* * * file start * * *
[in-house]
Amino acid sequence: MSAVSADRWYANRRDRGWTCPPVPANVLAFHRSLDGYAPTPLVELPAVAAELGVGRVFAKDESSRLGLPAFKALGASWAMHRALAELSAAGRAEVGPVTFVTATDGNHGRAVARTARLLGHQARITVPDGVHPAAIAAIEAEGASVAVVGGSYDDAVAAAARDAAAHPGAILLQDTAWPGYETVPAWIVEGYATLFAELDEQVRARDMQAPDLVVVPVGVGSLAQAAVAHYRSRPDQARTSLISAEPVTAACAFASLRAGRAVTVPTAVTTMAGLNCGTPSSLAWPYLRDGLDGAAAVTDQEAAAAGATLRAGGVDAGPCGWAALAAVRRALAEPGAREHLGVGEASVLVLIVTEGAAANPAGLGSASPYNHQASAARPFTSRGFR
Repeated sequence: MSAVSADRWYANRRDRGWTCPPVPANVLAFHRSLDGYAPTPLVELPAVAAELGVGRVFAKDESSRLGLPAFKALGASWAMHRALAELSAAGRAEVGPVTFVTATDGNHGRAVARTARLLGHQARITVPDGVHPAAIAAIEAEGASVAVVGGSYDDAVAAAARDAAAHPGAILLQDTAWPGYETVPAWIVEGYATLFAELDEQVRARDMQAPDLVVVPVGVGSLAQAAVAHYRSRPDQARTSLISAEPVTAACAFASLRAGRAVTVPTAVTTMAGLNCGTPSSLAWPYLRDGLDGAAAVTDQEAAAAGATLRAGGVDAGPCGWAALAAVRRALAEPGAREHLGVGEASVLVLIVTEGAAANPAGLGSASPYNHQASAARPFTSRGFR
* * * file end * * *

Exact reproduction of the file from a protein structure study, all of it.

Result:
[in-house]
Amino acid sequence: MSAVSADRWYANRRDRGWTCPPVPANVLAFHRSLDGYAPTPLVELPAVAAELGVGRVFAKDESSRLGLPAFKALGASWAMHRALAELSAAGRAEVGPVTFVTATDGNHGRAVARTARLLGHQARITVPDGVHPAAIAAIEAEGASVAVVGGSYDDAVAAAARDAAAHPGAILLQDTAWPGYETVPAWIVEGYATLFAELDEQVRARDMQAPDLVVVPVGVGSLAQAAVAHYRSRPDQARTSLISAEPVTAACAFASLRAGRAVTVPTAVTTMAGLNCGTPSSLAWPYLRDGLDGAAAVTDQEAAAAGATLRAGGVDAGPCGWAALAAVRRALAEPGAREHLGVGEASVLVLIVTEGAAANPAGLGSASPYNHQASAARPFTSRGFR
Repeated sequence: MSAVSADRWYANRRDRGWTCPPVPANVLAFHRSLDGYAPTPLVELPAVAAELGVGRVFAKDESSRLGLPAFKALGASWAMHRALAELSAAGRAEVGPVTFVTATDGNHGRAVARTARLLGHQARITVPDGVHPAAIAAIEAEGASVAVVGGSYDDAVAAAARDAAAHPGAILLQDTAWPGYETVPAWIVEGYATLFAELDEQVRARDMQAPDLVVVPVGVGSLAQAAVAHYRSRPDQARTSLISAEPVTAACAFASLRAGRAVTVPTAVTTMAGLNCGTPSSLAWPYLRDGLDGAAAVTDQEAAAAGATLRAGGVDAGPCGWAALAAVRRALAEPGAREHLGVGEASVLVLIVTEGAAANPAGLGSASPYNHQASAARPFTSRGFR